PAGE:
Driver attitudes towards advanced driver assistance systems: a cross-cultural study
2007 (English)In: Human Factors Issues in Complex System Performance / [ed] Dick de Waard; Bob Hockey; Peter Nickel; Karel Brookhuis, Maastricht: Shaker Verlag, 2007, 205-215 p.Conference paper (Refereed)
Over the last years active safety has become an increasingly important factor within the automotive industry. Active safety systems, also known as Advanced Driver Assistance Systems (ADAS), have the function of actively assisting the driver in avoiding accidents by providing information about current and upcoming traffic situations and helping the driver take proper actions before a potential accident occurs. In this paper, differences and similarities in attitude towards three different ADAS were investigated. A set of three focus group discussions were conducted with Swedish, US American, and Chinese participants. The analysis of subjective data showed differences between the three groups regarding attitudes towards system feasibility, information presentation and need for system adjustability. Results also showed that factors such as driving conditions, infrastructure, and traffic regulations all seemed to influence the hypothesised usefulness of the different systems.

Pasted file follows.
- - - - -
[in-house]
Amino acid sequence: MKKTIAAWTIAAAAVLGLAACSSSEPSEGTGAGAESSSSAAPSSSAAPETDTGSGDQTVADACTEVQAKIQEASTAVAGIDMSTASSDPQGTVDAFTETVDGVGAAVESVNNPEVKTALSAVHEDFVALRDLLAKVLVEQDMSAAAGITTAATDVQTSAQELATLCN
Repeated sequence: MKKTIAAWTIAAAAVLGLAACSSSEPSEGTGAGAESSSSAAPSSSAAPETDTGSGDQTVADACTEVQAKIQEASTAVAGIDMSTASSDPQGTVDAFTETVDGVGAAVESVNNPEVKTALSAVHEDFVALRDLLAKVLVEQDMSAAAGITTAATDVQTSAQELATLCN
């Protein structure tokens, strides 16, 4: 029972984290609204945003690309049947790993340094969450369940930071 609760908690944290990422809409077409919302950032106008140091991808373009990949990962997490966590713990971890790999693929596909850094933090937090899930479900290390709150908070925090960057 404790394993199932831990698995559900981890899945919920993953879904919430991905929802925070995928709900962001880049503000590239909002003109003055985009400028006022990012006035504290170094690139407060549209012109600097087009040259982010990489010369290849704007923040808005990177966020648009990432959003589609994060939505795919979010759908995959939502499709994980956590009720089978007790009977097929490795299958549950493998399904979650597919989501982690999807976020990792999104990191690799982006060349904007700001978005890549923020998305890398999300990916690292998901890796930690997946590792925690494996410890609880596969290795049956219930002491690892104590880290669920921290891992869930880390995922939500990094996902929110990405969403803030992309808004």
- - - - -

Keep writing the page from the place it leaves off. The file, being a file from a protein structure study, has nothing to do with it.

Place, publisher, year, edition, pages
Maastricht: Shaker Verlag, 2007. 205-215 p.
Research subject Engineering Psychology
IdentifiersURN: urn:nbn:se:ltu:diva-39718Local ID: e9116c10-024e-11dc-ad0a-000ea68e967bISBN: 978-90-423-0325-6 (print)OAI: oai:DiVA.org:ltu-39718DiVA: diva2:1013235
Human Factors and Ergonomics Society Europe Chapter : 08/11/2006 - 10/11/2006
Godkänd; 2007; 20070514 (ysko)2016-10-032016-10-03Bibliographically approved